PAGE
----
With this, Rav Stern explains the Gemara (Berakhos 6a) that God wears tefillin on His left arm. Inside this tefillin is written the verse, “Who is like Your people, Israel, one nation in the land” (1 Chronicles 17:32). The Gemara continues that God say, “You made Me a single entity in the world, I will make you a single entity in the world.”

Rav Stern sees in the passage that the mitzvah of tefillin is intended to remind us about God. But that reminder is for our benefit, to compel us to treat each other properly. God’s control over our lives makes us better citizens, better community members, one nation. The tefillin is on God’s left arm because the left arm is secondary to the right, just like the commandments between man and God are secondary (in one sense) to the interpersonal commandments.

IV. Today’s Society

We can question whether this approach seems plausible. If the goal is interpersonal behavior, is all this effort we expend to learn Torah useful? Where is the idea of developing a personal relationship with God? Ultimately, who needs religion if society develops positively without it? Rav Stern emphasizes that most mitzvos are not interpersonal. The commandedness of interpersonal commandments, the guidelines of halakhah, keep us from deviating. We were created as selfish beings for good reasons and need God and religion to overcome that nature. A society cannot function selflessly without God. We need a plethora of mitzvos between man and God and between man and himself to create the Torah society in which we properly observe our interpersonal mitzvos.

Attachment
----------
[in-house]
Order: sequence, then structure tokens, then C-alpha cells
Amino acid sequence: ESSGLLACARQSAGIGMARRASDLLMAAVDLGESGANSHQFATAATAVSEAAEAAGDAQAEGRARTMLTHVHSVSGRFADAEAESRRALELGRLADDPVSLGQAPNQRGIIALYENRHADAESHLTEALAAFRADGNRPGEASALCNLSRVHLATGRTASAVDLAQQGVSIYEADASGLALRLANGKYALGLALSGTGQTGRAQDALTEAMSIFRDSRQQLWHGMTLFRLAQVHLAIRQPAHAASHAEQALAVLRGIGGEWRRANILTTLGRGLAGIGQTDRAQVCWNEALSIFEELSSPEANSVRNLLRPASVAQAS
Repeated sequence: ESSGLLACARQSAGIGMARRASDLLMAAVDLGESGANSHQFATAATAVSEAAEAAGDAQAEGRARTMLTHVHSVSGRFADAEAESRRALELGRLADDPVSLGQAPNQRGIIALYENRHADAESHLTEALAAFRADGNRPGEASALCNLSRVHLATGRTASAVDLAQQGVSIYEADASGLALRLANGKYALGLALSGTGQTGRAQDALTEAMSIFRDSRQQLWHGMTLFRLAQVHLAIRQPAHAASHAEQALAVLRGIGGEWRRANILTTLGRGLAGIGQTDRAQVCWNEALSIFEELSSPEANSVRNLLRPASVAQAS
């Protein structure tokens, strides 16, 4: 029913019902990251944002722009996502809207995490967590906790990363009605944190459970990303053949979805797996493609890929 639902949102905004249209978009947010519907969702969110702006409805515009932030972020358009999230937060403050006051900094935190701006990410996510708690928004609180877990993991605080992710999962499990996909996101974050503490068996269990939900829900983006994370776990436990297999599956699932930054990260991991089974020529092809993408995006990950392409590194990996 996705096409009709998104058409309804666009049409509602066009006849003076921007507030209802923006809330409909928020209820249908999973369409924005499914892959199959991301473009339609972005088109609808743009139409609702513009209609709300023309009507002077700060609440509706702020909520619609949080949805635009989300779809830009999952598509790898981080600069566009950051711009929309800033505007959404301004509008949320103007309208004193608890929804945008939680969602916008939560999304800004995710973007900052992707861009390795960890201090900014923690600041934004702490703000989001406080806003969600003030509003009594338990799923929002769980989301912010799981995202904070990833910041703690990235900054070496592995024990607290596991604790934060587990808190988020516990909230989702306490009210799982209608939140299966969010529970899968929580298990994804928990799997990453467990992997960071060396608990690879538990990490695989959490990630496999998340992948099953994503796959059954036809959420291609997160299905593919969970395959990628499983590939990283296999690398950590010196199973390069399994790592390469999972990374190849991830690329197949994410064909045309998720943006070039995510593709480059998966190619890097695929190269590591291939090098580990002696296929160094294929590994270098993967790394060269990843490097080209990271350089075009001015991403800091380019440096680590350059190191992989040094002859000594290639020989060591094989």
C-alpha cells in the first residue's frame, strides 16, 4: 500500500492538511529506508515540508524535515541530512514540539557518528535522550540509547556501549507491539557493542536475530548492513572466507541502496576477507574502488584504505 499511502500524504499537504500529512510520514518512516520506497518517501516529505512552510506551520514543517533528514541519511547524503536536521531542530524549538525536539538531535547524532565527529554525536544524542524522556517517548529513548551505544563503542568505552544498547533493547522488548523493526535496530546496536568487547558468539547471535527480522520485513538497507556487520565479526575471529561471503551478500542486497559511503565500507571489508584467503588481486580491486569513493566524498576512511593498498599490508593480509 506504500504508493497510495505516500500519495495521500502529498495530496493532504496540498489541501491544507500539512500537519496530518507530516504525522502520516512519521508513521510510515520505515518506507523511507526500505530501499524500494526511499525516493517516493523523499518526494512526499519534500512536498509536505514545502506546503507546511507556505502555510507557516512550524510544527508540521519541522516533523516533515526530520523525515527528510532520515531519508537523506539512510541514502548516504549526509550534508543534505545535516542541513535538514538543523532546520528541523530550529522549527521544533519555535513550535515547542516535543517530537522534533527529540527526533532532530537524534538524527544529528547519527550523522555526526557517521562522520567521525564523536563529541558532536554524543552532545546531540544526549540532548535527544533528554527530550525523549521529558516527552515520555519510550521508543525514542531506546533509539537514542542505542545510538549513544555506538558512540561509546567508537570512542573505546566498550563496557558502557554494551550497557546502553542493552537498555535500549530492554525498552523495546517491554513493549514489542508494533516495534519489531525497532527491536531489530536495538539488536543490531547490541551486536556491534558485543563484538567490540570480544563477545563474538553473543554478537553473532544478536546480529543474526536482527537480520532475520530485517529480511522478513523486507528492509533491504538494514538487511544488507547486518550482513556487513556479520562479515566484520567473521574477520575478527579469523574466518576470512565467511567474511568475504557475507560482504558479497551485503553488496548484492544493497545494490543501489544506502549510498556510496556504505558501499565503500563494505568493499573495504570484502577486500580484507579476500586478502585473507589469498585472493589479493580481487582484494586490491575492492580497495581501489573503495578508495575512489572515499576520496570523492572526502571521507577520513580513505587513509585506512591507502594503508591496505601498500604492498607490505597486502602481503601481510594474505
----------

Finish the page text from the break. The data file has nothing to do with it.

Torah learning is intended for practice (Avos 4:5; Tosafos, Sotah 22b sv. le-olam). We remember God constantly, in many different ways throughout the day and the year, to maintain our devotion to His path. Love of God leads to imitation of God’s attributes of mercy and kindness. The Torah begins with God’s chesed of clothing Adam and Chavah and ends with God’s chesed of burying Moshe (Sotah 14a). The message to us should be clear.

On the one hand, chesed without commandedness, without fear and love of God, i.e. so-called Tikkun Olam, quickly runs off the tracks of divinely commanded selflessness — as can be seen by its championing the cause of forbidden relationships. On the other hand, so much of our society has fallen into the traps of materialism. The greed and gluttony of much of contemporary Orthodox society betray a lack of commandedness, a selfishness thinly cloaked in piety, a rampant navlus birshus ha-Torah (moral degeneracy within the technical limits of the Torah).

We need the mussar, the constant reminders of our obligations, because we seem to forget them too quickly. The Torah may seem like it contains too many obligations but in fact we need them now more than ever to avoid the quicksand of materialism in which we struggle.

(reposted from Aug ’18)


1Recently republished in Yehuda Friedlander ed., Bekivshono Shel Pulmos: Polemics between Lithuanian Rabbis and Maskilim in the Nineteenth Century, pp. 211-216.

About Gil Student